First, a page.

The crowd was spirited and upbeat, making an effort to unite around a candidate about whom many have reservations.

Using a bit of Broadway and high-tech, the Democrats aired an electronic haze to blot out from television screens the dissension that did raise its head on the floor. The delegates of former California Gov. Edmund G. "Jerry" Brown tried to disrupt speeches by chanting "Let Jerry speak," protesting the fact that he wasn't given a time slot for a speech.

Mr. Miller is a top supporter of Mr. Clinton and leveled a tough attack on behalf of the Arkansas governor during the nadir of his presidential primary campaign.

"Listen to this voice," Mr. Miller twanged as he told of growing up poor in the Appalachian mountains of North Georgia, raised by his widowed mother. Mr. Miller's father died when he was two weeks old in 1932. Likewise, Mr. Clinton's father died four months before he was born in Hope, Ark., almost 46 years ago.

Recounting a story he has told many times on the Georgia stump, Mr. Miller told of his mother carrying stones from a stream to build a house.

"She pressed her pride, and her hopes and her dreams deep into my soul," Mr. Miller said. "So, you see, I know what Dan Quayle means when he says it's best for children to have two parents. You bet it is. And it would be nice to have trust funds, too," he said, referring to Mr. Quayle's inherited wealth.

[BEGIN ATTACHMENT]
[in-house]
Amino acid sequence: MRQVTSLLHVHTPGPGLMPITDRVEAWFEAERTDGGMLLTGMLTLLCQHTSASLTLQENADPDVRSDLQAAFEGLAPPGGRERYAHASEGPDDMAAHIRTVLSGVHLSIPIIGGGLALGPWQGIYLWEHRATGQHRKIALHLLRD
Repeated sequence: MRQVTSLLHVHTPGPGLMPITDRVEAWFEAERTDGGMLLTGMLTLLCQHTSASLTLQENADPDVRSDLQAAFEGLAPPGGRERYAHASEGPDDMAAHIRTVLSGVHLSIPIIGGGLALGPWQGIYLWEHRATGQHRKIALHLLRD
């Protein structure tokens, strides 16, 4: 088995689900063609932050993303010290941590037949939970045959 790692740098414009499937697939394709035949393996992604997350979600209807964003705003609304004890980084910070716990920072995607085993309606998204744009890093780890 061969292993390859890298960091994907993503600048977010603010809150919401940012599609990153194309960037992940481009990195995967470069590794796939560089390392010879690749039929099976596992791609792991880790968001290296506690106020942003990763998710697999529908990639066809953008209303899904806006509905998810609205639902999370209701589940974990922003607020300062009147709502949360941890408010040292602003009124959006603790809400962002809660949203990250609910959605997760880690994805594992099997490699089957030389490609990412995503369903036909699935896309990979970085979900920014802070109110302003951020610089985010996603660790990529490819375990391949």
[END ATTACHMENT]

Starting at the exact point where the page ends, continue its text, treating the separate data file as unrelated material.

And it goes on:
"I'm for Bill Clinton because he is a Democrat who does not have to read a book or be briefed about the struggles of single-parent families, or what it means to work hard for everything he's ever received in life," Mr. Miller said.

He portrayed Mr. Bush as a son of privilege and "a timid man who hears only the voice of caution and status quo."

As for Mr. Perot, Mr. Miller painted him as a power broker who lobbied Congress for a tax break and contributed $55,000 to congressmen. "Sounds to me like instead of shaking the system up, Mr. Perot's been shaking it down," the governor said.

Ms. Jordan, who 16 years ago became the first black woman to deliver a Democratic keynote address, said Democrats are the logical choice to effect change because "we seek to unite people, not divide them."

Mr. Bradley of New Jersey said of the long Republican presidential reign, "When we look back on the last 12 years, one pattern becomes clear: The collapse of standards. Another bank that fails. Another dodge on the deficit. Another high school graduate who can't read."

Of the three keynoters, Mr. Miller and Ms. Jordan both moved the crowd. James Carville, a top strategist for Mr. Clinton and former campaign manager for Mr. Miller, was in the aisle next to the Georgia delegation, leading it in cheers.

"He's really kickin' ass," Mr. Carville said. "He was great; he was awesome; he tore the house down."

Alan Williams, 39, a brewery worker from Sylvester, Ga., said of Mr. Miller, "He was right on the money. He hit home and he told the truth and that's exactly what America needs."

Allen G. Norman of Palm Springs, Calif., said, "It's interesting how Southerners have a way of talking simply to the issues. You don't see that when you're bicoastal."

Staff writers Steve Harvey, Jeanne Cummings and Tom Baxter contributed to this article.